MEPs impose food-based biofuel limits

MEPs on the European Parliament’s Environment Committee have voted to limit at 6% the use of land-based biofuels that can count toward the 10% renewable energy target in transport by 2020.

MEPs also approved the accounting of emissions (ILUC) arising from the production of biofuels under the Fuel Quality Directive, with a review clause to put them in all pieces of legislation after 2020.

The vote will reduce the growth in consumption of so-called first generation biofuels and those which are made from food crops. In 2011, Next Green Car reported there was growing evidence that particular fuel crops are linked to rising food prices.

Parliament has widened the scope of the 6% cap to not only cover food-based biofuels but also energy crops, meaning inedible crops that still compete for land with food crops.

MEPs also agreed a new target for so called 'advanced biofuels' â€" which are sourced from seaweed or certain types of waste â€" which must now account for at least 1.25% of energy consumption in transport by 2020.

The decision has provoked a mixed response, with some biofuel industry leaders saying the cap will put jobs at risk. But environmental groups said that the limits do not go far enough.

Nusa Urbancic, of Brussels-based environment group T&E, said: "We welcome MEPs’ determination to limit the amount of bad biofuels the EU will blend in its petrol and diesel.

"Although in some respects weaker than the original proposal from the Commission, this vote send a clear signal that the European Parliament wants cleaner, alternative fuels that actually reduce emissions.”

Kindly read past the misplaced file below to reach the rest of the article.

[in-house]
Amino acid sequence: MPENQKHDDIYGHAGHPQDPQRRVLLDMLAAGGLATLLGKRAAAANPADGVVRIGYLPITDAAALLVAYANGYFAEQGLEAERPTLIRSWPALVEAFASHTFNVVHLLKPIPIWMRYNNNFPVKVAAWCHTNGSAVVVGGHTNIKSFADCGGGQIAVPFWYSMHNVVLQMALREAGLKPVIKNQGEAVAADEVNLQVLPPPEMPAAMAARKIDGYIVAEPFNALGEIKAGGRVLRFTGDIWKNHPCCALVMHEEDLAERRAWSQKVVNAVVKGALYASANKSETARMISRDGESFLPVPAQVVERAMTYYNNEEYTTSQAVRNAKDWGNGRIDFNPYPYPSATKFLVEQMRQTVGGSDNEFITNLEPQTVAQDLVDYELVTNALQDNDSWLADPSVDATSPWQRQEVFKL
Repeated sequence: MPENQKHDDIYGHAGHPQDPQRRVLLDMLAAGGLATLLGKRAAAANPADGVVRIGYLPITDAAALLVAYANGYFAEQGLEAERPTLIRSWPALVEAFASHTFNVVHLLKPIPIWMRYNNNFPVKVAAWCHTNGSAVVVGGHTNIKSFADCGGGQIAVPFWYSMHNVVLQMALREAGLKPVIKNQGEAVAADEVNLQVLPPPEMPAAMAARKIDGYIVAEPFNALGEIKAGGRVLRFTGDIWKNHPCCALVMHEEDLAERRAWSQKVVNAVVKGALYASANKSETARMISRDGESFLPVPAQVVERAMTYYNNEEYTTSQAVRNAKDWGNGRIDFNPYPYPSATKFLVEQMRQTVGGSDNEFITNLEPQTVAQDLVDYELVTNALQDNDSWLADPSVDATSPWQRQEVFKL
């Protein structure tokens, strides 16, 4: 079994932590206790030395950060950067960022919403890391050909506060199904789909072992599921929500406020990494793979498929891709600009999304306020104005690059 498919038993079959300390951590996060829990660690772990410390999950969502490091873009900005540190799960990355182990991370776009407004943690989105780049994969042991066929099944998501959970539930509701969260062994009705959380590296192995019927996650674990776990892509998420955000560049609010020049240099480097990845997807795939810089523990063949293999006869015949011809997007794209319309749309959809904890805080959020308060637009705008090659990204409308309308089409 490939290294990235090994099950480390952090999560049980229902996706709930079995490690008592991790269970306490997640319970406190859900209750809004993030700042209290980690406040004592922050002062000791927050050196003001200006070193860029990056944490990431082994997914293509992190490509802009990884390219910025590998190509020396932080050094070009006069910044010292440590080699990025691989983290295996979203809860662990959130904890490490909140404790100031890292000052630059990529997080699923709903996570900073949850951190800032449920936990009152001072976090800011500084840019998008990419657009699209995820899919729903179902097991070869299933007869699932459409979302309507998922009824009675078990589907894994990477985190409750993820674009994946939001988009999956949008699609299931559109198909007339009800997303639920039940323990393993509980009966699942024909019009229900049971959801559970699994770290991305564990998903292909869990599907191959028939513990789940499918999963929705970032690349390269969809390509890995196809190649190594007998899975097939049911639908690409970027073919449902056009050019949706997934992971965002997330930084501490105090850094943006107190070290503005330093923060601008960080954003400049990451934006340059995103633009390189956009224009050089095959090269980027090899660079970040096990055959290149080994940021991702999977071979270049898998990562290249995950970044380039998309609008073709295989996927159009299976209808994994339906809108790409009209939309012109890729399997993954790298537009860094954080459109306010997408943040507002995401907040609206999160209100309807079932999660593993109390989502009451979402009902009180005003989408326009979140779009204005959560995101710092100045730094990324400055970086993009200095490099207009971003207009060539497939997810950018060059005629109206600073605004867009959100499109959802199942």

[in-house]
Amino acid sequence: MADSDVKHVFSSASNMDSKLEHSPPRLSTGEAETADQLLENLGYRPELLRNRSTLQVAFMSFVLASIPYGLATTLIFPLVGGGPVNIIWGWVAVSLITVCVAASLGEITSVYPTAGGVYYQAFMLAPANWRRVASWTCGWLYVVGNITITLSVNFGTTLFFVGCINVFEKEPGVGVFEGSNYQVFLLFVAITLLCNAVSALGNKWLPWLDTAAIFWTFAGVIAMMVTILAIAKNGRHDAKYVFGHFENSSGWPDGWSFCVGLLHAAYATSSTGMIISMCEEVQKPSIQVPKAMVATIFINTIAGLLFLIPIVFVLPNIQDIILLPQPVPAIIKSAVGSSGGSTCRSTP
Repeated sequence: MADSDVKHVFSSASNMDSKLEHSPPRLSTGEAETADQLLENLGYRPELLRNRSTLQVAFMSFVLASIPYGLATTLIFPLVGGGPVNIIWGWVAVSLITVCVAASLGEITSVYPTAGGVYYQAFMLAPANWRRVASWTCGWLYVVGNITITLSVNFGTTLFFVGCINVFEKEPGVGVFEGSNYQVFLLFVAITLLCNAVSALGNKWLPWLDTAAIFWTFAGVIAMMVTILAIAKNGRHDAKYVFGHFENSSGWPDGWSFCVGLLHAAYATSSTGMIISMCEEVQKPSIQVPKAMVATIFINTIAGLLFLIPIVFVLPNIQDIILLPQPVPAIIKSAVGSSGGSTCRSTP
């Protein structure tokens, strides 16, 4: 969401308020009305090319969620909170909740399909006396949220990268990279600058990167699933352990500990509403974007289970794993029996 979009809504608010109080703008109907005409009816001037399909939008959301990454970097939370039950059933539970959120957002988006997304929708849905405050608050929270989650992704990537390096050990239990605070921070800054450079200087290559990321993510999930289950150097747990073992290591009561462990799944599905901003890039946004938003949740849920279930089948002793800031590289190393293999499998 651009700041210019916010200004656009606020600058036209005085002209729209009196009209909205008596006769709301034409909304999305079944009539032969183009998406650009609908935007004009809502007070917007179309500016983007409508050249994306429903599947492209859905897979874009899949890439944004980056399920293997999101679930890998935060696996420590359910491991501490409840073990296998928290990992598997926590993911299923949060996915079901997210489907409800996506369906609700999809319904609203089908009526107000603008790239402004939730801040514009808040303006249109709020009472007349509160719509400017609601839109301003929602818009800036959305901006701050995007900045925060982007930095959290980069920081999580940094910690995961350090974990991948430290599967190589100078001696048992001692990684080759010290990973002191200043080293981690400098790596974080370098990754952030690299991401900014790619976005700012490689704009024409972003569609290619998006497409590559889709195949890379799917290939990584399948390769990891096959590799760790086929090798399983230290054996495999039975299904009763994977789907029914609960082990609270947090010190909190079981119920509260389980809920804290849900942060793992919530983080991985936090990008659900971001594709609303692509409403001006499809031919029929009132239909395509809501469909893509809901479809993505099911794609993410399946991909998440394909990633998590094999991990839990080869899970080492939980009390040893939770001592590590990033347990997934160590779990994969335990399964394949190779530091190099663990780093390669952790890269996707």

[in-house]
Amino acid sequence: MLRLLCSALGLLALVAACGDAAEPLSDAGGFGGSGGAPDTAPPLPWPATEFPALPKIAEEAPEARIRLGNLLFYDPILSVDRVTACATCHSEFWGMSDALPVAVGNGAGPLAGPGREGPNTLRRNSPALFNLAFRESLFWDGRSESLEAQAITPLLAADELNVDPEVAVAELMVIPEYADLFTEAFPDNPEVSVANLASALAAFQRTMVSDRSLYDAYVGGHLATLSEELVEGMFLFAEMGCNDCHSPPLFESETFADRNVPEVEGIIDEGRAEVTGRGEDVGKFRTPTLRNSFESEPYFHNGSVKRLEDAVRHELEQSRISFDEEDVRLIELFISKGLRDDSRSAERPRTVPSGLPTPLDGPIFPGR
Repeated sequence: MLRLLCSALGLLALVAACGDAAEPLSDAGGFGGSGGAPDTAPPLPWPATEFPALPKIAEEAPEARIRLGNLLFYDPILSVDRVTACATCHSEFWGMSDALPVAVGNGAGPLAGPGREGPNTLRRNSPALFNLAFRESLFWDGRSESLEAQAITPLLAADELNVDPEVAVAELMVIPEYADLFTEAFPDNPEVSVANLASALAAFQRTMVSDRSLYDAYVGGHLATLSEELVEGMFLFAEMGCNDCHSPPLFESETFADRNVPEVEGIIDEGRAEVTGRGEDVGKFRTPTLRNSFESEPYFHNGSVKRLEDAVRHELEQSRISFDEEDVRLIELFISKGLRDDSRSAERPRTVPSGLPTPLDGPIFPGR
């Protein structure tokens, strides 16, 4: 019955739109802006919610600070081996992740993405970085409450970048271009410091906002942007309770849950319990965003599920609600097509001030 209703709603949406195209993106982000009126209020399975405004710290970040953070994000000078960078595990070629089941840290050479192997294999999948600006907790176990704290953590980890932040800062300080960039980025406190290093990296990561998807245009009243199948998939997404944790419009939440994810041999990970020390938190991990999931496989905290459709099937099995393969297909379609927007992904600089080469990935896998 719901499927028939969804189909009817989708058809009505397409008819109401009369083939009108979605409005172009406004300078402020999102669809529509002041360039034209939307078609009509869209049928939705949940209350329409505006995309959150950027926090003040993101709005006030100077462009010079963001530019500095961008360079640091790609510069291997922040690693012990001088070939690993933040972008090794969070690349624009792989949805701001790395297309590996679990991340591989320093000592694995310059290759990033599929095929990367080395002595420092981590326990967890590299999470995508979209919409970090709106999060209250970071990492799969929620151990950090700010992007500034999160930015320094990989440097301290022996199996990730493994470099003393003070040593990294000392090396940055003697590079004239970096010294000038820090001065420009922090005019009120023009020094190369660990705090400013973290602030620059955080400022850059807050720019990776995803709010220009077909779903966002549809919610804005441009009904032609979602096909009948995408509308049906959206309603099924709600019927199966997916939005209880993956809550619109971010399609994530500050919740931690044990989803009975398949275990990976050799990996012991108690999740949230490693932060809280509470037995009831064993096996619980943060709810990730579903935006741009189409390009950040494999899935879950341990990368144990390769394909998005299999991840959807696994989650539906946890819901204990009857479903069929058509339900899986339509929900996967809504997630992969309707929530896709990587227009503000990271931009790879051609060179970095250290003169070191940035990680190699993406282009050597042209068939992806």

T&E said this decision correctly identifies land use, not the type of crop, as the key environmental challenge of biofuels. The group added that it would mean that member states could not subsidise or mandate this type of biofuel after 2020.

The European renewable ethanol association (ePure) also welcomed the vote, which it says while “not perfect”, is an “important step forward in the process of reforming Europe’s biofuels policy.”

Dr Jeremy Tomkinson, CEO of NNFCC, a specialist Bioeconomy consultancy, said he “welcomed” any new legislation “that helps us better define good from bad biofuels."

However, he said that it was “difficult to understand why we need a cap for fuels that demonstrate sustainability; either we have ILUC factors and a GHG saving threshold or a cap on usage, having both makes no sense as we are by definition then limiting the best performing biofuels.”

The move comes less than two months after the UK Government announced a £25 million competition to build advanced biofuel plants. The fuel produced by the chosen technology must show a minimum of 60% greenhouse gas emissions reductions compared with fossil fuels.


Peter Thomas

Author:Peter Thomas
Date Updated:2nd Mar 2015

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